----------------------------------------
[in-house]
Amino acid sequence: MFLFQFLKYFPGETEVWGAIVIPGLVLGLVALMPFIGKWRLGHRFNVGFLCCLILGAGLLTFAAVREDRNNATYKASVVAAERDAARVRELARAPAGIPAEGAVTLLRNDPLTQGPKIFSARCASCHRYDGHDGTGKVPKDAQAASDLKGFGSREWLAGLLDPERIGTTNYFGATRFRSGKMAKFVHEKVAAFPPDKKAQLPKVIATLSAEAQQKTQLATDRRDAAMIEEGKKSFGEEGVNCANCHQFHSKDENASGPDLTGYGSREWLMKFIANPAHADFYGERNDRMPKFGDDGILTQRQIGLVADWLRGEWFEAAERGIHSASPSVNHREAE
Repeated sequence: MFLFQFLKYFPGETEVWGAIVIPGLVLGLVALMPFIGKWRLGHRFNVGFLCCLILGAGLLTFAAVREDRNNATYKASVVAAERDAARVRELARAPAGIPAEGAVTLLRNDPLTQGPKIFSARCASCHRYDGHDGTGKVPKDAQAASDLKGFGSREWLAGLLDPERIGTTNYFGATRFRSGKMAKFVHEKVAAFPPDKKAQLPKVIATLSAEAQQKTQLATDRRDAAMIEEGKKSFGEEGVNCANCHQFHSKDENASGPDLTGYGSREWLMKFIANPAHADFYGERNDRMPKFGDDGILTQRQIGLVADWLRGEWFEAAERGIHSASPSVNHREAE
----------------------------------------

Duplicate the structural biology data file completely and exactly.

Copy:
[in-house]
Amino acid sequence: MFLFQFLKYFPGETEVWGAIVIPGLVLGLVALMPFIGKWRLGHRFNVGFLCCLILGAGLLTFAAVREDRNNATYKASVVAAERDAARVRELARAPAGIPAEGAVTLLRNDPLTQGPKIFSARCASCHRYDGHDGTGKVPKDAQAASDLKGFGSREWLAGLLDPERIGTTNYFGATRFRSGKMAKFVHEKVAAFPPDKKAQLPKVIATLSAEAQQKTQLATDRRDAAMIEEGKKSFGEEGVNCANCHQFHSKDENASGPDLTGYGSREWLMKFIANPAHADFYGERNDRMPKFGDDGILTQRQIGLVADWLRGEWFEAAERGIHSASPSVNHREAE
Repeated sequence: MFLFQFLKYFPGETEVWGAIVIPGLVLGLVALMPFIGKWRLGHRFNVGFLCCLILGAGLLTFAAVREDRNNATYKASVVAAERDAARVRELARAPAGIPAEGAVTLLRNDPLTQGPKIFSARCASCHRYDGHDGTGKVPKDAQAASDLKGFGSREWLAGLLDPERIGTTNYFGATRFRSGKMAKFVHEKVAAFPPDKKAQLPKVIATLSAEAQQKTQLATDRRDAAMIEEGKKSFGEEGVNCANCHQFHSKDENASGPDLTGYGSREWLMKFIANPAHADFYGERNDRMPKFGDDGILTQRQIGLVADWLRGEWFEAAERGIHSASPSVNHREAE